Arbitrator’s Procedural Powers: The Last Frontier of Party Autonomy? - European International Arbitration Review (EIAR) - Volume 9 - Issue 2
Originally from European International Arbitration Review
Arbitration – and even more clearly international arbitration – is known as the legal field in which party autonomy reaches its highest expression. Indeed, the parties to a legal relationship not only decide voluntarily upon the selection of arbitration as the mechanism to settle their disputes, but they also agree on the functioning details of such mechanism. In this sense, they may define the subject matters submitted to arbitration, the concrete type of arbitration under which those disputes will be solved (ad hoc or institutional), the procedure to appoint arbitrators (and, of course, the arbitrators themselves), the seat of arbitration, the language of the proceedings, the law applicable to the merits of the case, and other procedural details. In other words, they set the framework and build their own dispute resolution process. In this sense, when it comes to arbitration, party autonomy does not end with the mere choice of one of the diverse available dispute settlement mechanisms; instead the parties’ will spreads – directly or indirectly – over every single element of the procedure. In sum, we find here a propitious area for the exercise of party autonomy.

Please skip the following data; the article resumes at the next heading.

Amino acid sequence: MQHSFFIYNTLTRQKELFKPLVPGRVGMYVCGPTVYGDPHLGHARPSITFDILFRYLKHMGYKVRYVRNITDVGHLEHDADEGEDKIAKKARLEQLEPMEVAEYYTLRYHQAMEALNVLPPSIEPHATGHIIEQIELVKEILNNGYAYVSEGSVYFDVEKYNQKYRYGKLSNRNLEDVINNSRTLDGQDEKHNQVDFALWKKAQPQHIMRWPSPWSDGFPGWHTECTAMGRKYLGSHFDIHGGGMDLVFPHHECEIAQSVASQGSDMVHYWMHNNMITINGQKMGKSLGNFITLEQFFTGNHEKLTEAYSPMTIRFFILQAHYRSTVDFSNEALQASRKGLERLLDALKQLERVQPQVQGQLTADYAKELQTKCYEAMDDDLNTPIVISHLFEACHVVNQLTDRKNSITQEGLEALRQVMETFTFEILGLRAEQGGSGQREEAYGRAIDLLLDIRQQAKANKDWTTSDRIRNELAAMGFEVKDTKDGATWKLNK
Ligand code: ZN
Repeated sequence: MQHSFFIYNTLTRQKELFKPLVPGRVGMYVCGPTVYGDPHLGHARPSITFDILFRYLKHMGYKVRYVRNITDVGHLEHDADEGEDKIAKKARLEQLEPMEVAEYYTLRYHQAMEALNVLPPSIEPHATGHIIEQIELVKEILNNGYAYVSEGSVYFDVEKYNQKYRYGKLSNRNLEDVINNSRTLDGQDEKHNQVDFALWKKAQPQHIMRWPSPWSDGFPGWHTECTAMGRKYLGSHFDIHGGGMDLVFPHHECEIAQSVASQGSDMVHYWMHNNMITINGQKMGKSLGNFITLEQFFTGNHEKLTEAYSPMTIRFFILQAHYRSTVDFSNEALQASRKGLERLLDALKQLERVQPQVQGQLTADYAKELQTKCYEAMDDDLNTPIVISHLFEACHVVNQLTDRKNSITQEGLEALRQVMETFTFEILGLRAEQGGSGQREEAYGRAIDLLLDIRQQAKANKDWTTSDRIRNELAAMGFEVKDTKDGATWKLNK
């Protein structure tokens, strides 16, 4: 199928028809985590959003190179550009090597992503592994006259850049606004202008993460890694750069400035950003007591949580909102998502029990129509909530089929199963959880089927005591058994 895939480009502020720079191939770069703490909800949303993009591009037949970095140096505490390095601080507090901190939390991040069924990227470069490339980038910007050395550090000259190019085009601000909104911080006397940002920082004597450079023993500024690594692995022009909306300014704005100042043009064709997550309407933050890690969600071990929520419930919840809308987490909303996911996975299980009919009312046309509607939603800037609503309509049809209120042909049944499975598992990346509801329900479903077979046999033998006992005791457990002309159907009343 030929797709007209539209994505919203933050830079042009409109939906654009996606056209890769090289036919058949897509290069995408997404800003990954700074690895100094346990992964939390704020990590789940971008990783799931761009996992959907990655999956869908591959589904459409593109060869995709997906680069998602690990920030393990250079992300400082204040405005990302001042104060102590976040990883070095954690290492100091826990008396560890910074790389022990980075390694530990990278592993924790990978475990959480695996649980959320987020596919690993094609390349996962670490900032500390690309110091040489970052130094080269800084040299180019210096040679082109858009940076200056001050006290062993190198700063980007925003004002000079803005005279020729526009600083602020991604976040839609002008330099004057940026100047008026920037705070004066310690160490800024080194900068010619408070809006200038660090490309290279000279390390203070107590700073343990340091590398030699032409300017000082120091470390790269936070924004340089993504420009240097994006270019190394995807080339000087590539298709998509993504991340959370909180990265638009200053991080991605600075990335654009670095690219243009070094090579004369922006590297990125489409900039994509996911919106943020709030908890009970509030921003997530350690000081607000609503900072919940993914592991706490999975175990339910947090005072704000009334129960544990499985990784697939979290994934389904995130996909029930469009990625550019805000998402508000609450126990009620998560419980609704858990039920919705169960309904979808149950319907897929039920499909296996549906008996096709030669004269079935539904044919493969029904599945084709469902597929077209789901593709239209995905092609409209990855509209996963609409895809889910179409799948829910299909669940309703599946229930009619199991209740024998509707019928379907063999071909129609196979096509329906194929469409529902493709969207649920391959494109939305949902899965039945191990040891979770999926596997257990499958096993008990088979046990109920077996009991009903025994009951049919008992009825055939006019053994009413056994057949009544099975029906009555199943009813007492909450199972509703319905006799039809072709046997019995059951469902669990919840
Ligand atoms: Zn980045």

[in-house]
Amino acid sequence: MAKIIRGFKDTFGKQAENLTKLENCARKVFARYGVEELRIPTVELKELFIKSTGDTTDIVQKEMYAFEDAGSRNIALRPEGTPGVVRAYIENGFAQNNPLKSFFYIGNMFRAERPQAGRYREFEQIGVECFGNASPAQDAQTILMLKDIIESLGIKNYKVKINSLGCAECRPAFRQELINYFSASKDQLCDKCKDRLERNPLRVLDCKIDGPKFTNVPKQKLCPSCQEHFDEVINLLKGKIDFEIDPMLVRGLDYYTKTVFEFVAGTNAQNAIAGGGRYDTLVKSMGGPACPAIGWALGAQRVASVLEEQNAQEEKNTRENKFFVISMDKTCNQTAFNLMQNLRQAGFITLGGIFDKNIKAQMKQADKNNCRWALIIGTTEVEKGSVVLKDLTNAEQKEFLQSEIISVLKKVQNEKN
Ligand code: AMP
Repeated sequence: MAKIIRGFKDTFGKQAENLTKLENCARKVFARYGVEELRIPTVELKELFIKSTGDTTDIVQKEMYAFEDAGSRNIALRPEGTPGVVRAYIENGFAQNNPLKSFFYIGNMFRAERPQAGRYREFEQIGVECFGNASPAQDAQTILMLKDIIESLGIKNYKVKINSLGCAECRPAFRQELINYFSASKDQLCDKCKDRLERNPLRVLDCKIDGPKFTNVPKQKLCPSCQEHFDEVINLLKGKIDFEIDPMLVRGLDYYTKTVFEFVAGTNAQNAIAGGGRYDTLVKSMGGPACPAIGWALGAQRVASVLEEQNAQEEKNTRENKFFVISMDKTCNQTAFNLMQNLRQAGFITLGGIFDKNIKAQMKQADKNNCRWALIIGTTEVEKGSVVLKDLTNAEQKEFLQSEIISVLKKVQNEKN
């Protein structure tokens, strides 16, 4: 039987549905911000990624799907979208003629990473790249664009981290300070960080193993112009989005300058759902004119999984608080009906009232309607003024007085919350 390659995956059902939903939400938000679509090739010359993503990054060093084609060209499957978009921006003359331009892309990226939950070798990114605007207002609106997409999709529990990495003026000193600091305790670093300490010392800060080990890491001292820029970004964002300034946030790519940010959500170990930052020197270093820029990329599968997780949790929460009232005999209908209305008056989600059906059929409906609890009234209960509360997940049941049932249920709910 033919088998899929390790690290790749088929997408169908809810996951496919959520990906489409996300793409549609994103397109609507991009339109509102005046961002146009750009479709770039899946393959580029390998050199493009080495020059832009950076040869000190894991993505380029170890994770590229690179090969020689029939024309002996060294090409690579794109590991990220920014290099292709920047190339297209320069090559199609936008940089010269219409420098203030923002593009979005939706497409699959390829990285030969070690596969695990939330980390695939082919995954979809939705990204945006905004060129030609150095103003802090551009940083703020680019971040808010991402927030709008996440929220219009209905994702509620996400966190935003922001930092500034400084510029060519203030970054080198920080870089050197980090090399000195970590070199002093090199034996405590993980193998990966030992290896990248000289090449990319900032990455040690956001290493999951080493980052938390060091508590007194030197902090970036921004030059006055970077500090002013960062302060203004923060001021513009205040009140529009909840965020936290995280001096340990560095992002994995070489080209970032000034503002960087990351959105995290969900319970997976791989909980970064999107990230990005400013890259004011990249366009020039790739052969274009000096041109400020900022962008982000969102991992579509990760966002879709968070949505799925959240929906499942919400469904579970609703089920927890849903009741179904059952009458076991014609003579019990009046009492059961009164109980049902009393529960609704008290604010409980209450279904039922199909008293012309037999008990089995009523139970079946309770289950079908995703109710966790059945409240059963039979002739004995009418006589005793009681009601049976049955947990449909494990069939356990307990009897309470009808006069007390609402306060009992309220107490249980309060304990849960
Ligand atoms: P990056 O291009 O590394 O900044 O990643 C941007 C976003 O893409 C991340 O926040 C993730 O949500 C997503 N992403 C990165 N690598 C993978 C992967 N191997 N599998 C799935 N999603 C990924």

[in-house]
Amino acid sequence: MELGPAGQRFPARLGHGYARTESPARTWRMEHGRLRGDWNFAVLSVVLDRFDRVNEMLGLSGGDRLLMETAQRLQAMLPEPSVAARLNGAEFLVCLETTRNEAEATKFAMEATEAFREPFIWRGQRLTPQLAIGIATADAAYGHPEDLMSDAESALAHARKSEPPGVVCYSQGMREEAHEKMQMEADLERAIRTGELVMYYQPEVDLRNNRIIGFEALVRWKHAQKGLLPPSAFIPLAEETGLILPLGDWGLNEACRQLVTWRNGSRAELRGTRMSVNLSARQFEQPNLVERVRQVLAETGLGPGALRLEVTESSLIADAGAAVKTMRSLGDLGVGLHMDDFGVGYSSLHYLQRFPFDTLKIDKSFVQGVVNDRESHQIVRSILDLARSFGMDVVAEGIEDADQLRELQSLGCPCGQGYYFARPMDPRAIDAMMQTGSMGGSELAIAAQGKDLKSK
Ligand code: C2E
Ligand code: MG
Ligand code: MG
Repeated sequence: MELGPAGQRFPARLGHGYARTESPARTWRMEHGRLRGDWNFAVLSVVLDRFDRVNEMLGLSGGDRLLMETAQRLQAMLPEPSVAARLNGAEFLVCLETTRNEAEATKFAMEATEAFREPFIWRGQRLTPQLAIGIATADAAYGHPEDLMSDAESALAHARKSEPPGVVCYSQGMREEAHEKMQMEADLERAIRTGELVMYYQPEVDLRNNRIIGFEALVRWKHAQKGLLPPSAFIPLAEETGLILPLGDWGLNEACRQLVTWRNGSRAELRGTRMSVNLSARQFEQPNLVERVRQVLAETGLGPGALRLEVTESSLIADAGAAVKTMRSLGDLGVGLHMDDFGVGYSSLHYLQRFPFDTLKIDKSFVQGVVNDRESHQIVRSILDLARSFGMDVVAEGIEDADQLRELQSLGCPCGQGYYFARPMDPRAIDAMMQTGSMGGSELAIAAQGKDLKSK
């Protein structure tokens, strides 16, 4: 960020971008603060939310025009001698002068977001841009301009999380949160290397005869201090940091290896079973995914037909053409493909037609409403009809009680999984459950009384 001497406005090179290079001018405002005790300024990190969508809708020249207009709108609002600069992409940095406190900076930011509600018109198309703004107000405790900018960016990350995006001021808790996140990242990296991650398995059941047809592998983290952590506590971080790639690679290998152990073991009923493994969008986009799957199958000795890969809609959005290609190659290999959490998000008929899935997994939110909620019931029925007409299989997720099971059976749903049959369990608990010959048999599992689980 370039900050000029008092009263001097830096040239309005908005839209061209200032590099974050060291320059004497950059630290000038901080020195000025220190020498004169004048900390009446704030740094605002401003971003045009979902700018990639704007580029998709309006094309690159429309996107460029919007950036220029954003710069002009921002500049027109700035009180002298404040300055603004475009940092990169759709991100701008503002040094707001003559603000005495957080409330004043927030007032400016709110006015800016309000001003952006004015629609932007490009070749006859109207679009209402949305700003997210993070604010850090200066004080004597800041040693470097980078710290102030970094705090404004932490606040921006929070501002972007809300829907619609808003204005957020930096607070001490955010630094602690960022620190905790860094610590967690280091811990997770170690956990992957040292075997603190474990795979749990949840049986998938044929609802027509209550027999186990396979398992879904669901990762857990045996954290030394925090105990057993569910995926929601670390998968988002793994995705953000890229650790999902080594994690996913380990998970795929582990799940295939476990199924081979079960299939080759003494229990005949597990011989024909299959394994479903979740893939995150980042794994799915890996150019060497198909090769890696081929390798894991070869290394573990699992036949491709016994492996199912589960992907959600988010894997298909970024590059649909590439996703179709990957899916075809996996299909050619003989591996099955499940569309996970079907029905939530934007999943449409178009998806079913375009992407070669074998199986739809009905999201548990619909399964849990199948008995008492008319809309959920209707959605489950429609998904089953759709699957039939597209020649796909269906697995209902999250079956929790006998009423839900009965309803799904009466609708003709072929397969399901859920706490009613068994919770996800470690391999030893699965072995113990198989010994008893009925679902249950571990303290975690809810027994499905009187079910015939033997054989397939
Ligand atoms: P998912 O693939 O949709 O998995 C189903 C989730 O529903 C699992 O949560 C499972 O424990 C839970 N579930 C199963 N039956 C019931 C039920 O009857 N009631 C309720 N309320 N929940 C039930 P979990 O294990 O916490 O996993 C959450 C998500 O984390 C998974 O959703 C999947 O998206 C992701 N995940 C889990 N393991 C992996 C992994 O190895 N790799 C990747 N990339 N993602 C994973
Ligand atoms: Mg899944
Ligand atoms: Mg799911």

Nevertheless, broad as it is, such party autonomy is not absolute even in this field and, like any other right, it has some limitations. Obviously, the better-known limits to party autonomy are those imposed by public powers based on policy reasons (contained in the applicable law). The most obvious expression of such limits consists in the definition of the matters for which arbitration is forbidden (arbitrability). Paradoxically, the will of the parties may occasionally find some limits without even leaving its own field. This is because there are other limits voluntarily established by the parties themselves, either expressly or implicitly. For instance, when the parties opt for institutional arbitration, they confine their party autonomy within the framework of the concrete rules of the selected institution (or at least those from which the parties cannot derogate). Therefore, we find here a clear area of limitations expressly or implicitly imposed to party autonomy.